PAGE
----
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Clark County Council passes resolution supporting the replacement of the I-5 Bridge

Councilor Jeanne Stewart casts the only vote in opposition

VANCOUVER — Members of the Clark County Council passed a resolution Tuesday that supports the replacement of the Interstate 5 Bridge and calls on state officials to provide funds for the project.

The resolution, which the council had worked for several weeks to draft, passed by the vote of 4-1. Councilor Jeanne Stewart cast the only vote in opposition to the resolution. The council’s action comes on the heels of the passage of similar resolutions by the Vancouver City Council and the Port of Vancouver.

Members of the Clark County Council voted 4-1 Tuesday to adopt a resolution supporting the replacement of the Interstate 5 Bridge. Photo by Mike Schultz
Members of the Clark County Council voted 4-1 Tuesday to adopt a resolution supporting the replacement of the Interstate 5 Bridge. Photo by Mike Schultz

Prior to the council’s passage of the resolution, a pair of Clark County citizens expressed opposition to making the replacement of the I-5 Bridge the priority in addressing the traffic congestion issues facing area residents, including the more than 70,000 who commute to Oregon to work each week.

Camas resident John Ley, who has spent countless hours as a citizens’ advocate on the traffic congestion issue, pleaded with the councilors to focus on a new third bridge and the construction of more lanes crossing the Columbia River between Clark County and Oregon.

“The current effort to ‘focus on I-5’ is a thinly veiled attempt to resurrect the CRC,’’ said Ley, referring to the failed Columbia River Crossing project. “The CRC was nothing more than an effort to bring Portland’s financially bankrupt light rail into Vancouver. An Oregon Supreme Court Justice correctly labeled the CRC ‘a light rail project in search of a bridge.’ You should say ‘no’ to this effort.’’

Carol Levanen, a member of Clark County Citizens United, also urged the councilors to consider other alternatives first, before supporting the I-5 bridge replacement.

“On behalf of our membership of over 6,000 folks, we reject the resolution and believe that you should not be be filing this,’’ Levanen said. “The reason is because the people of this county have rejected what has been proposed for that bridge. They have supported a third bridge somewhere. I really think your energies and your information should focus on that and you should be encouraging the state of Oregon and the state of Washington to look at that parameter rather simply one bridge  We need other alternatives.’’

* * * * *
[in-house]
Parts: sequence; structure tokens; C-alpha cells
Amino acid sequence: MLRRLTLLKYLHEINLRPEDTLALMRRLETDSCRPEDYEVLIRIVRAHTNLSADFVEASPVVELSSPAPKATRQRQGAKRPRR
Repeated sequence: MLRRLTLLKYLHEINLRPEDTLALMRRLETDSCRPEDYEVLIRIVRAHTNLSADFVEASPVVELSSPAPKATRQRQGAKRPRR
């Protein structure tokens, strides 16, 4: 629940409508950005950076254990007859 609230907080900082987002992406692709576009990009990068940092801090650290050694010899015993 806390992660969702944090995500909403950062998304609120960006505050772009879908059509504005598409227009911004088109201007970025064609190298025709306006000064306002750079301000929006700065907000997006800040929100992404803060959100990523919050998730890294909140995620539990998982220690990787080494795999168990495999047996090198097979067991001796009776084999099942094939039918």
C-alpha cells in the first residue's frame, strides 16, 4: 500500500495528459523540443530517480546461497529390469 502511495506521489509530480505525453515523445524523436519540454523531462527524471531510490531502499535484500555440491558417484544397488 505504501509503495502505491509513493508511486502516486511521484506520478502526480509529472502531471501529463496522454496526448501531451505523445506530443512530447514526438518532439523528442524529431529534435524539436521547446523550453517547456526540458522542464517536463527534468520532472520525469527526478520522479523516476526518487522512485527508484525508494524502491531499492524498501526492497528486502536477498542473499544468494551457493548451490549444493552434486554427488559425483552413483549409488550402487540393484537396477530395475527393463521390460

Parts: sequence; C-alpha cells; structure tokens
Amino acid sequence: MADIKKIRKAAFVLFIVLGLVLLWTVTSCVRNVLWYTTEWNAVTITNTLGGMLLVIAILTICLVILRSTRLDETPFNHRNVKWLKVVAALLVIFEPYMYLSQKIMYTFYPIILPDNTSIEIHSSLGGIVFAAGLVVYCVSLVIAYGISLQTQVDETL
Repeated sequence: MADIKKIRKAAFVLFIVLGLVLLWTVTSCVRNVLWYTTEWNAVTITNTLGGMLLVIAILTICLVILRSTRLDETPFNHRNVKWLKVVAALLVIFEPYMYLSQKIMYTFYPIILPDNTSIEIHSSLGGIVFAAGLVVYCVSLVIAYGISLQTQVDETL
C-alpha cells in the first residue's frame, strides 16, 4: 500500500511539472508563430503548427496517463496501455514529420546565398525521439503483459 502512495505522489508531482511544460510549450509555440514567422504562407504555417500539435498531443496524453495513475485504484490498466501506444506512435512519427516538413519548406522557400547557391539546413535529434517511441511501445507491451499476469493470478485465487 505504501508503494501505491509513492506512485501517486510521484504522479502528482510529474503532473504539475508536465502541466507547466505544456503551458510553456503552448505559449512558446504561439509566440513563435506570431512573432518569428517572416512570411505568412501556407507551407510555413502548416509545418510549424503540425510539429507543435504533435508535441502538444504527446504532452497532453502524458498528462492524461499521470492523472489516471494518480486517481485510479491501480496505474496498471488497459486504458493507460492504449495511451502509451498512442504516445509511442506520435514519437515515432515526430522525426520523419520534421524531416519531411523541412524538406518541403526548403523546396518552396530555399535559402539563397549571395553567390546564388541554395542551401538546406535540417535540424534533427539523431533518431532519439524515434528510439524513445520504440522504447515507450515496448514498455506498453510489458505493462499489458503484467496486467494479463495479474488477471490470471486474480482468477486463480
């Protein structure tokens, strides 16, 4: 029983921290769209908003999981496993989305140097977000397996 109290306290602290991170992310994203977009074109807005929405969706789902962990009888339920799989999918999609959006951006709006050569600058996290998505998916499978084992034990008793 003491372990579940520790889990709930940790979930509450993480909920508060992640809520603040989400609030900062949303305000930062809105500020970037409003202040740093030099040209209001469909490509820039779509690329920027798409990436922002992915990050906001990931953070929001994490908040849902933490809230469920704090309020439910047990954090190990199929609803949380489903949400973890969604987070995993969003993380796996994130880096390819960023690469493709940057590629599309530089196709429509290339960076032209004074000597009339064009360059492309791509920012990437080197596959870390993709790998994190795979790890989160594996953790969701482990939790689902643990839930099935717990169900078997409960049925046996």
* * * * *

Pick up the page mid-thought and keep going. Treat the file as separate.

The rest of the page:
At Tuesday’s Clark County Council meeting, Chair Marc Boldt recalled that property acquisition for the I-205 Bridge began in 1959. The bridge wasn’t opened until 1982. Council Eileen Quiring urged her fellow councilors to “get something on the map’’ for the construction of a third bridge over the Columbia River. Photo by Mike Schultz
At Tuesday’s Clark County Council meeting, Chair Marc Boldt recalled that property acquisition for the I-205 Bridge began in 1959. The bridge wasn’t opened until 1982. Council Eileen Quiring urged her fellow councilors to “get something on the map’’ for the construction of a third bridge over the Columbia River. Photo by Mike Schultz

“The I-5 freeway is obsolete,’’ Levanen added. “Please don’t encourage the state of Oregon and the state of Washington to look at the same old story that the people have rejected over and over and over again. We need another bridge and please encourage those folks to give us a third bridge rather than spend the money on the I-5 (Bridge).’’

The council’s resolution called the I-5 Bridge “functionally obsolete.’’ The resolution also specifies that the bridge replacement include a lane for Bus Rapid Transit and allows for improvements for bicycle and pedestrian traffic.

Blom takes a lead role in creation of resolution

Councilor John Blom took a leadership role in the construction of the resolution and led the support prior to Tuesday’s vote.

“This resolution lays out some basic principles needed to address congestion, needed to include transit, because this isn’t a bridge for the next five years or the next 10 years,’’ Blom said. “This is a bridge for the next 100 years, so including not just vehicular traffic, but transit traffic, bikes, pedestrians — all the ways that people may want to use that as Clark County grows and moves even further into the 21st century are principles that need to be considered as we move forward on this project.’’

It was clear from Tuesday’s comments that councilors Blom and Julie Olson wanted the resolution to be passed by a unanimous vote. Blom credited Councilor Eileen Quiring for working toward a resolution that addressed concerns about the issue. Despite that, Stewart stood firm on her vote in opposition.

“I’m seriously concerned about the council approving a resolution that was simply a piggy backing off a resolution developed and put through by the Vancouver City Council,’’ Stewart said. “Vancouver is a very important city in Clark County, certainly our largest city, they have a big voice, but it’s really unfortunate that the county body has not taken a leadership role in thinking about the future of Clark County.

“Replacing a bridge, as it’s designed right now, if they resurrect the Columbia River Crossing plan does not add capacity,’’ said Stewart, who previously served on the Vancouver City Council. “Approving this resolution, and there are the votes to do that here, does not look to the long-term future. It’s not even a bandaid. It does not look to the long-term economic development growth and health of Clark County.’’

Stewart also voiced her concerns about what an I-5 Bridge replacement project will do to the area’s traffic congestion issues.